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By Elizabeth Youngman Westphal
Special to The Village News 

'She Loves Me' celebrates letters

 

Last updated 2/21/2020 at 2:24pm

Ken Jacques photos

Amalia Balash, played by Allison Spratt Pearce, beams after finding a "Dear Friend" letter from her secret admirer.

It's a hit. San Diego Musical Theatre has done it.

Based on the 1937 play written by Hungarian playwright Nikolaus Laszio called "Perfumerie," "She Loves Me" is a celebration of the lost art of letter writing. It's a musical based on a bygone era.

It is great fun to observe two antagonistic co-workers duke it out during the day only to rush to their respective mail boxes at night in hopes of finding another "Dear Friend" letter which happens to be from the other.

Naturally, their secret connection through the Lonely Hearts Club newspaper column finally unravels.

Hollywood reworked the play in the 40s for Jimmy Stewart and Margaret Sullivan. The black and white film by MGM was called "The Shop Around the Corner."

In 1998, Nora Ephron took it to the big screen and full color as "You've Got Mail" with Tom Hanks and Meg Ryan introducing the impact of email.

Yet for those of us who know differently, there is still the anticipation connected with waiting for the daily post.

"Has the mail come?" is a frequent question in many households.

There was a time when letter writing was an art form. It required using one's best penmanship on carefully selected paper when writing to a special friend. In contrast, today it seems only bad news comes by mail. Bad manners come by text. And, bad jokes come by email.

Kudos to director Richard Israel for keeping a 50-year-old musical relevant and entertaining.

Every director seeks onstage chemistry and Israel has found it in this cast. Starting at the top is Allison Spratt Pearce as Amalia Balash. She is the beleaguered co-worker of store manager Georg Nowack played by Joshua David Cavanaugh. Their ongoing strife is a secret known only by the audience.

Next up is the elegant and cantankerous shop owner Mr. Maraczek played by Jeffrey Arnold Wolf.

Lucas Blankenhorn shines in his SDMT debut as Arpad Laszlo, the obsequious delivery boy.

Steven Freitas plays loyal clerk and sycophant Ladislav Sipos with a great deal of charm. With all humility, Sipos claims to keep his pride way-down-deep, for as a married man with a family, he favors employment. Further declaring, "Yes, Mr. Maraczek; no, Mr. Maraczek; as you wish Mr. Maraczek" has never been a problem as a married man with children.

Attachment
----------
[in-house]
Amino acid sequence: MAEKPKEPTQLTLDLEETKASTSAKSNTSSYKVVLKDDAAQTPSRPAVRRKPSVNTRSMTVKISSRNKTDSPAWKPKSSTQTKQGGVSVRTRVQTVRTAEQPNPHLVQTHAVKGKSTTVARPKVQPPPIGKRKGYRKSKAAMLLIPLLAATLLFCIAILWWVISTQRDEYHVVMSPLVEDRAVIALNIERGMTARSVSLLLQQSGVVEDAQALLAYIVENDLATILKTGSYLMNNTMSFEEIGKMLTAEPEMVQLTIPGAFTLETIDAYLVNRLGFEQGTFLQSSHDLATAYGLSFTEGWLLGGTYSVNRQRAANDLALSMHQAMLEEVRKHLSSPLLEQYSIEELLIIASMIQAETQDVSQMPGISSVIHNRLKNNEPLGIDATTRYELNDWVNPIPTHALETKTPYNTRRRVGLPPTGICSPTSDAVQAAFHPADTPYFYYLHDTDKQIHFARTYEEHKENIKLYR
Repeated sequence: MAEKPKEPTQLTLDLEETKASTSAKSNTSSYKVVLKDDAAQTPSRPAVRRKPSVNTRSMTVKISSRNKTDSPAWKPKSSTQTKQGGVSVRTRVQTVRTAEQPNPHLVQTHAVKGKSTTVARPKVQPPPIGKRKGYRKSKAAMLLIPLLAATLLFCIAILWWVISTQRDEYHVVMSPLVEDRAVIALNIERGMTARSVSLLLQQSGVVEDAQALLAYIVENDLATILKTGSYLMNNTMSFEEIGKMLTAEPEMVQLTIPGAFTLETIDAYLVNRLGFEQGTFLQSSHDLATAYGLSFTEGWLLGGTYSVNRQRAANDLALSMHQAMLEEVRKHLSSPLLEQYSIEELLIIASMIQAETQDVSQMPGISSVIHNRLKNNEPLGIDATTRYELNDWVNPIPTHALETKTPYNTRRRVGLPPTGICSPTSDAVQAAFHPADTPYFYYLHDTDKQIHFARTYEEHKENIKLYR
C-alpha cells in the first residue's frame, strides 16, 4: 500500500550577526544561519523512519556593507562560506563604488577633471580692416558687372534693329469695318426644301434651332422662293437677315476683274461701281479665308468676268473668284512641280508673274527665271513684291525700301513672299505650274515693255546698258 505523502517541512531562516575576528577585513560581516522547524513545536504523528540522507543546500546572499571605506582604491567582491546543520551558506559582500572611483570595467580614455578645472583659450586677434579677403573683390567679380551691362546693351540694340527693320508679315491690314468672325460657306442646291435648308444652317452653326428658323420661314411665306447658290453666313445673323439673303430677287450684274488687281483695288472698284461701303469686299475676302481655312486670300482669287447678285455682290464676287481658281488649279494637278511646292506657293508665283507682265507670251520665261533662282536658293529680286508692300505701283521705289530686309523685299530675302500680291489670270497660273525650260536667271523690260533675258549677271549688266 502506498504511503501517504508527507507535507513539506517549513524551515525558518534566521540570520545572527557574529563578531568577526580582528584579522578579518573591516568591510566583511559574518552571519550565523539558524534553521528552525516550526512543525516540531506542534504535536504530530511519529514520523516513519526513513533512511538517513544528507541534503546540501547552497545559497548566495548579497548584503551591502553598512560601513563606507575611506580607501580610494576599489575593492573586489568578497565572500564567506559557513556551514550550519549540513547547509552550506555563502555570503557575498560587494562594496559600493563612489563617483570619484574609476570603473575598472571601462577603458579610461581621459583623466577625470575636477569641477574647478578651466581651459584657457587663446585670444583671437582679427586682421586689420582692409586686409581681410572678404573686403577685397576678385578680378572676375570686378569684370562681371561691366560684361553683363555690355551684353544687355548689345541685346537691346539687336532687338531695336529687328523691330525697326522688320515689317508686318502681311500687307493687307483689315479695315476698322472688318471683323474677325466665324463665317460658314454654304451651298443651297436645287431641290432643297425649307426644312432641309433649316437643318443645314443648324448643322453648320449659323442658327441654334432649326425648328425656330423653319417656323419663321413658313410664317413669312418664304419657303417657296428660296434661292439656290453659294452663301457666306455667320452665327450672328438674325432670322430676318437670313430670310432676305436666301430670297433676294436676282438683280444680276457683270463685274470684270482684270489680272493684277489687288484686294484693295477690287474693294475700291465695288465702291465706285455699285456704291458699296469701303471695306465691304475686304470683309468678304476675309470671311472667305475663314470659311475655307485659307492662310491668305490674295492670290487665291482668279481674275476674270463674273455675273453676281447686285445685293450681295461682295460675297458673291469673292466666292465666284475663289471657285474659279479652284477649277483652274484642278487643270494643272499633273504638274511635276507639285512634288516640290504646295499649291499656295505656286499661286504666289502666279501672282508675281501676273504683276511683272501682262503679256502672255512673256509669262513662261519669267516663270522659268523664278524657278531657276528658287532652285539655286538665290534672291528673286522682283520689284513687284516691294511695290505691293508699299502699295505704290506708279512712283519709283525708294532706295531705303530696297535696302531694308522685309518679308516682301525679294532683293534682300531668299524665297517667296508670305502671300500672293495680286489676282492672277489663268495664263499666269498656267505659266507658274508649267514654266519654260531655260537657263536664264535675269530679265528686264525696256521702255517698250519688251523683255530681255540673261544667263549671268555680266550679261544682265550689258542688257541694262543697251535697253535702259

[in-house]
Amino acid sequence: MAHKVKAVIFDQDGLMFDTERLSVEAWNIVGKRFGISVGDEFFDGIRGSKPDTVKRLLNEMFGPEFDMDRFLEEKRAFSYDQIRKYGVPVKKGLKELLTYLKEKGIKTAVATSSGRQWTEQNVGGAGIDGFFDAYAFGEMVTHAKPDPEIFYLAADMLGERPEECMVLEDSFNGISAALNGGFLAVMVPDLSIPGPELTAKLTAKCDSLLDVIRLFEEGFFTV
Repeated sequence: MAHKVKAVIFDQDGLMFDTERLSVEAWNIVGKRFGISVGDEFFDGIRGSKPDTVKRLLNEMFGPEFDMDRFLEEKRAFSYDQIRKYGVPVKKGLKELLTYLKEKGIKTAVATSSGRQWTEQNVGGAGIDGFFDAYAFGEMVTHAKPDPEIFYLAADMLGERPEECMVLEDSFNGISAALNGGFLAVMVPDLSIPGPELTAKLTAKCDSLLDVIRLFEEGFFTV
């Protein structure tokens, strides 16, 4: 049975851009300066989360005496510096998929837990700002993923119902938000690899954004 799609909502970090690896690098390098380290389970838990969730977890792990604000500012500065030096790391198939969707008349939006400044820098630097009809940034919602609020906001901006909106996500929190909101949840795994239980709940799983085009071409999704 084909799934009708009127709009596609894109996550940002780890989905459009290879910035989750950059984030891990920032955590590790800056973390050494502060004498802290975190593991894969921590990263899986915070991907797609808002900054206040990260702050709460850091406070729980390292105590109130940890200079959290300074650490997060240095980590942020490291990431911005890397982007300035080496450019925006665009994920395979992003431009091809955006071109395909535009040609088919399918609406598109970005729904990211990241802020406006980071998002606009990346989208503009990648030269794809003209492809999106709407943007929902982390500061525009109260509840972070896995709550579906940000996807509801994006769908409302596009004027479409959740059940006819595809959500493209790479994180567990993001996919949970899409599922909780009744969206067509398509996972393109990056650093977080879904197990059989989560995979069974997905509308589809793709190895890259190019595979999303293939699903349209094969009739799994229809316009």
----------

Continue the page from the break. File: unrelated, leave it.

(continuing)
Cute and spunky clerk Ilona Ritter is embodied by Sami Nye. Lamenting her sometimes boyfriend Steven Kodaly, played by David Sasik, the ubiquitous toady.

Lauren Haughton is to be congratulated for her clever choreography throughout especially when Ilona sings, "I must be related to a cat, because I always end up with a rat!" smacking her tushy saying "stop that."

Haughton's talent truly shines during the waiter's Hungarian-style dance in the café scene. Possibly a subtle nod to the cleverly constructed mayhem of Harmonia Gardens, her artistic flair sparkles with standout performances by head waiter Dylan Pass and busboy Wyatt Rhinehart.

When the ensemble cast is transformed into chic café society, they are the epitome of sophistication. Setting the stage on fire is Cassie Bleher, Evan Borboa, Morgan Carberry, Chase Fischer, Alexa Querin, Aaron Jerry Skipper, and even Christopher Szabo as Mr. Keller.

Musical director Don Le Master asserts his skill as he glides through the score with Billy Edwall on trumpet, Lisa Cherry on horn, Nico Hueso on viola, Patty McCormick on violin, Steve Withers and Michelle Gray on keys, while Sharon Taylor plays cello. Mark Margolies, Amy Kalal and Ariana Warren play reeds. Tim Glaude is on bass and Mike Dooley percussion.

Ken Jacques photos

Amaila Balash, played by Allison Spratt Pearce, has to admit to Ilona, played by Sami Nye, the truth that she doesn't even know the name of her secret admirer.

Andrew Orbison is the associate conductor at SDMT. Le Master conducts this glorious orchestra to a triumphant conclusion.

To subsidize the ongoing cost associated with a live orchestra, two big band shows will be held at The Horton Theatre Monday, April 20, and Tuesday, April 21, at 7 p.m.

Last year's show was a sellout requiring a second show this year. Tickets go fast and all are only $55 each. Call (858) 560-5740 or visit http://www.sdmt.org and click on "Don L and The SDMT Big Band."

"She Loves Me" plays until March 8 downtown at The Horton Theatre at 444 Fourth Street in San Diego. Prepaid parking is available on their website across the street at the Ace Parking lot in the Gaslamp District. It's a breeze.

This show is rated 10 out of 10.

Elizabeth Youngman-Westphal can be reached at [email protected]

 

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